Alvord ISD’s facilities committee earlier this month led community tours of the buildings that would benefit from the proposed $13.6 million bond.
School board members voted in February to place the issue on the May ballot. The proposed package would cover additions to the elementary and middle school campuses, demolishing the district’s old middle school, additions to the high school vocational ag building and field house and other athletic improvements, including turf fields, football stadium restrooms and a new press box. An administration building is also included in the package.
At a tour Tuesday, facilities committee co-chair Clint Mercer said the middle school gym presents several issues, including security logistics and practice time in its current state. The room splits duties as a gym, cafeteria and auditorium. The bond package would construct a second gym and restrooms to be used for practices and competition.
Mercer said vocational ag facilities at the high school are currently limited by space as well. The package would cover an extra classroom and added shop space.
In athletics, AD Pete Hart said the program struggles to hold events due to outdated restrooms at its stadium.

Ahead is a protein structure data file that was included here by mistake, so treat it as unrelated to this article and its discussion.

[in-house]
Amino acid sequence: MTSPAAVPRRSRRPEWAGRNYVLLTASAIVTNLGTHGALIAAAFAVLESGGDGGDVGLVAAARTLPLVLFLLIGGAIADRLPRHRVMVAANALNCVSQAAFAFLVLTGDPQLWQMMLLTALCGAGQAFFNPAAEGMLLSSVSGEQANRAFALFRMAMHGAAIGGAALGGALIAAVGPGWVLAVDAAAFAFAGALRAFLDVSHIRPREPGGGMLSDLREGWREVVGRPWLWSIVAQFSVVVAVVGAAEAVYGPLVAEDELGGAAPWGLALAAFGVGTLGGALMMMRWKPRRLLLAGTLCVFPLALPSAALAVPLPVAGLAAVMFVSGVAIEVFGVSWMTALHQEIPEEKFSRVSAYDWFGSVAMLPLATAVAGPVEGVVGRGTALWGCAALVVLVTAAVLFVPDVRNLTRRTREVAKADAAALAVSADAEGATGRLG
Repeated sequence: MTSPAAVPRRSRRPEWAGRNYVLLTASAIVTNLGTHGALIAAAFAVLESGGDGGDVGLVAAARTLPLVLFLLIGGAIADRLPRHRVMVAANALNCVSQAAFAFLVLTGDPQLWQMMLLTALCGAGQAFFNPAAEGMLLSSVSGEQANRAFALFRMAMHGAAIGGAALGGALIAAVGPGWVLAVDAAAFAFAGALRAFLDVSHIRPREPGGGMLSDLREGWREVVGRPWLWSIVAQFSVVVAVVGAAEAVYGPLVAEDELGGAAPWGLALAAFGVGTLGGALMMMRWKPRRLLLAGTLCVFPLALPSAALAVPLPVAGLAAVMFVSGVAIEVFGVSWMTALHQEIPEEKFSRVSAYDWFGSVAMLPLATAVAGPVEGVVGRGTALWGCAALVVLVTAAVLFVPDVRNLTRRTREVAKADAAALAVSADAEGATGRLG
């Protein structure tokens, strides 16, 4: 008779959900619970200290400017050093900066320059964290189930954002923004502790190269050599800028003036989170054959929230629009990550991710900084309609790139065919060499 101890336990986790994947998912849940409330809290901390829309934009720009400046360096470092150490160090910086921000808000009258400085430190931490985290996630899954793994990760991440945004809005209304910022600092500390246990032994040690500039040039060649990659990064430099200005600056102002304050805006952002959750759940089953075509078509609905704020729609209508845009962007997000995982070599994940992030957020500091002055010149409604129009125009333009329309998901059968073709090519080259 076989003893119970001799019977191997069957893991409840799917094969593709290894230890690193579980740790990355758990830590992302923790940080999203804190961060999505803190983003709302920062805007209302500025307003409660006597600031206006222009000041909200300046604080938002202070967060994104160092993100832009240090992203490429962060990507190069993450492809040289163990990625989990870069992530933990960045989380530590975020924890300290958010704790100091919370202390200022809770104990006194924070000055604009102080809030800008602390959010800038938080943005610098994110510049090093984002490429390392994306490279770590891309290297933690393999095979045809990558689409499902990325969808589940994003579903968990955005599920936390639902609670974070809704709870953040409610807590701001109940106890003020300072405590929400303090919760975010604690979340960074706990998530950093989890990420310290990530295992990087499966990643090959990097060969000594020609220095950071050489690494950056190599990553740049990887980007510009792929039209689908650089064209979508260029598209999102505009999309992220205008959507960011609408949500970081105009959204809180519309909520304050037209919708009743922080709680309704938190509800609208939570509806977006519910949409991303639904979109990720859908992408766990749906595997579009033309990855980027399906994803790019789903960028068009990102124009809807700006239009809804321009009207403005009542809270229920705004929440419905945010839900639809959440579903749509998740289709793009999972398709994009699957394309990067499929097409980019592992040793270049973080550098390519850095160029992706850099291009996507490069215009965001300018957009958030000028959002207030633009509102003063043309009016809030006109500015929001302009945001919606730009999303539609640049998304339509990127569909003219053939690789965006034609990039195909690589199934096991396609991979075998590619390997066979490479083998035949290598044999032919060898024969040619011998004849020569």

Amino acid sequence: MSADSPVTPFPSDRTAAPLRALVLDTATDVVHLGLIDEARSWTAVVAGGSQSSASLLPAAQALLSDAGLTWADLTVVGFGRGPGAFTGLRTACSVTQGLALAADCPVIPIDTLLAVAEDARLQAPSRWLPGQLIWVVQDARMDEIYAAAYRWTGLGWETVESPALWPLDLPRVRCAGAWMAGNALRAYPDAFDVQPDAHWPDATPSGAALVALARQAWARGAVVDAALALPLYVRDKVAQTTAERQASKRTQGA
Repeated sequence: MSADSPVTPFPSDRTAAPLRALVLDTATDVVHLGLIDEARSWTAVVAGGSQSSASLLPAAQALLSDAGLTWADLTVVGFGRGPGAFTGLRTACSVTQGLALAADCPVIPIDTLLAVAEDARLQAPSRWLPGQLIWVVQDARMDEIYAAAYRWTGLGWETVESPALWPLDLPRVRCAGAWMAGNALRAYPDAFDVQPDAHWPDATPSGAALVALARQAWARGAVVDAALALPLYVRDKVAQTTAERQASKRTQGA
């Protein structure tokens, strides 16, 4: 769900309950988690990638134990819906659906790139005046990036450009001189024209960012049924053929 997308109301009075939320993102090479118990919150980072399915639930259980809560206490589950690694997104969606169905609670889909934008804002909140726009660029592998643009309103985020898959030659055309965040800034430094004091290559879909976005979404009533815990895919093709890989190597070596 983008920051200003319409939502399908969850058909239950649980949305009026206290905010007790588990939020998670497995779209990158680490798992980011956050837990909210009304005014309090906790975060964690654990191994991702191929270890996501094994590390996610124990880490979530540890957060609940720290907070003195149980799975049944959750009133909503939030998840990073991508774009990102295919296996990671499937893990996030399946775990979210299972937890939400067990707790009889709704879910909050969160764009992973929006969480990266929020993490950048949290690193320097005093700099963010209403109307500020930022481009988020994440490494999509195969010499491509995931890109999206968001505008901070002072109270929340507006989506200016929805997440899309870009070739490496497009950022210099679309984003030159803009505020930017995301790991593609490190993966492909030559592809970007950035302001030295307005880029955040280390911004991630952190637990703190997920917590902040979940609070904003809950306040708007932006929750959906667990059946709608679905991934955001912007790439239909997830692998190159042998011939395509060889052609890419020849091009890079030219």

“A residential-grade toilet isn’t designed for 500 people to use it a day,” Hart said. “That means we keep a maintenance worker on scene for events because we know the facilities will fail.”
The school will host four track meets this spring, he added.
Turf fields, concrete sidewalks, a visitor ticket booth and a press box are also in the package. Hart said all would improve the facility’s accessibility to other programs like band and baseball/softball.
Added space for a classroom at the fieldhouse would enhance the learning experience, he said. Currently the football program watches game film in its locker room.
“We’re trying to integrate character and studying lessons, and its hard when the classroom is not designed for that,” he said.
While the high school and middle school campuses currently have capacity for growth, Superintendent Dr. Randy Brown said Alvord Elementary School does not. According to a district bond flier, the largest percentage of work would be done at that campus, including the addition of a six-classroom wing, a new gymnasium, music room and bus driveway.
Principal Bridget Williams said Tuesday the current gymnasium doesn’t meet students’ needs. A Facebook video of one of the school’s “Rise and Shine” ceremonies shows the tight space.
“What also concerns most of our parents of kids with asthma is you can really tell where things have gotten wet and dry and wet again,” she said.
Throughout the school, several rooms have been repurposed for the various needs of the school’s 327 students.
The package would fund demolishing the old gym and clearing several other metal buildings to improve parking for parents and buses.
A tax rate calculator is available on the district website. The average Alvord ISD homestead can expect a $23.24 tax increase if the bond passes.